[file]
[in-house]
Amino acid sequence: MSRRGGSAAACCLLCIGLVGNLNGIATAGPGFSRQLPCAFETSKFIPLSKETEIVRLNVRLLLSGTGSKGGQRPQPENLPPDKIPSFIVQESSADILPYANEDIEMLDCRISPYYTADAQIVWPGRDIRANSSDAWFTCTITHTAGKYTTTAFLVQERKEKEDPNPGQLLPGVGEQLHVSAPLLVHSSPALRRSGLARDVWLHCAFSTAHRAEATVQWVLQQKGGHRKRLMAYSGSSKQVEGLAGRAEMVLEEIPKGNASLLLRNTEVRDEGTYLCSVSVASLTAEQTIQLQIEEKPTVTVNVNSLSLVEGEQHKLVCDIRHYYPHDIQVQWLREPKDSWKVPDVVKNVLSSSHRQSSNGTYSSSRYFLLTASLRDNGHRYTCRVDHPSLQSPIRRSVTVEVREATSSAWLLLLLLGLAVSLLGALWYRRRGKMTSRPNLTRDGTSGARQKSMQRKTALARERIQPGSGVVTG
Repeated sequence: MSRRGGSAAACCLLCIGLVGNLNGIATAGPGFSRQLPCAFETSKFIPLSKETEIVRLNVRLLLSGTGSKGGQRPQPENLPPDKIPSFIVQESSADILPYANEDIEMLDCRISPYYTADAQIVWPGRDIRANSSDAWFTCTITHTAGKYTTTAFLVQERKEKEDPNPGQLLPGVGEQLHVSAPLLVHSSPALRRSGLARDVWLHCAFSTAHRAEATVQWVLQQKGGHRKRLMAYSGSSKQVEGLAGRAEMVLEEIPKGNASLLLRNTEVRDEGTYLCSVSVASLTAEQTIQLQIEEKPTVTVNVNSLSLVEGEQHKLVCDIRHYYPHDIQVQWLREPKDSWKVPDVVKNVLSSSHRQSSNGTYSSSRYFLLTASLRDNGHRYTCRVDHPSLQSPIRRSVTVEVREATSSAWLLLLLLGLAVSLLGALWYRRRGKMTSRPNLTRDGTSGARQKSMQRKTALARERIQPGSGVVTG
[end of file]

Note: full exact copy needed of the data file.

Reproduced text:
[in-house]
Amino acid sequence: MSRRGGSAAACCLLCIGLVGNLNGIATAGPGFSRQLPCAFETSKFIPLSKETEIVRLNVRLLLSGTGSKGGQRPQPENLPPDKIPSFIVQESSADILPYANEDIEMLDCRISPYYTADAQIVWPGRDIRANSSDAWFTCTITHTAGKYTTTAFLVQERKEKEDPNPGQLLPGVGEQLHVSAPLLVHSSPALRRSGLARDVWLHCAFSTAHRAEATVQWVLQQKGGHRKRLMAYSGSSKQVEGLAGRAEMVLEEIPKGNASLLLRNTEVRDEGTYLCSVSVASLTAEQTIQLQIEEKPTVTVNVNSLSLVEGEQHKLVCDIRHYYPHDIQVQWLREPKDSWKVPDVVKNVLSSSHRQSSNGTYSSSRYFLLTASLRDNGHRYTCRVDHPSLQSPIRRSVTVEVREATSSAWLLLLLLGLAVSLLGALWYRRRGKMTSRPNLTRDGTSGARQKSMQRKTALARERIQPGSGVVTG
Repeated sequence: MSRRGGSAAACCLLCIGLVGNLNGIATAGPGFSRQLPCAFETSKFIPLSKETEIVRLNVRLLLSGTGSKGGQRPQPENLPPDKIPSFIVQESSADILPYANEDIEMLDCRISPYYTADAQIVWPGRDIRANSSDAWFTCTITHTAGKYTTTAFLVQERKEKEDPNPGQLLPGVGEQLHVSAPLLVHSSPALRRSGLARDVWLHCAFSTAHRAEATVQWVLQQKGGHRKRLMAYSGSSKQVEGLAGRAEMVLEEIPKGNASLLLRNTEVRDEGTYLCSVSVASLTAEQTIQLQIEEKPTVTVNVNSLSLVEGEQHKLVCDIRHYYPHDIQVQWLREPKDSWKVPDVVKNVLSSSHRQSSNGTYSSSRYFLLTASLRDNGHRYTCRVDHPSLQSPIRRSVTVEVREATSSAWLLLLLLGLAVSLLGALWYRRRGKMTSRPNLTRDGTSGARQKSMQRKTALARERIQPGSGVVTG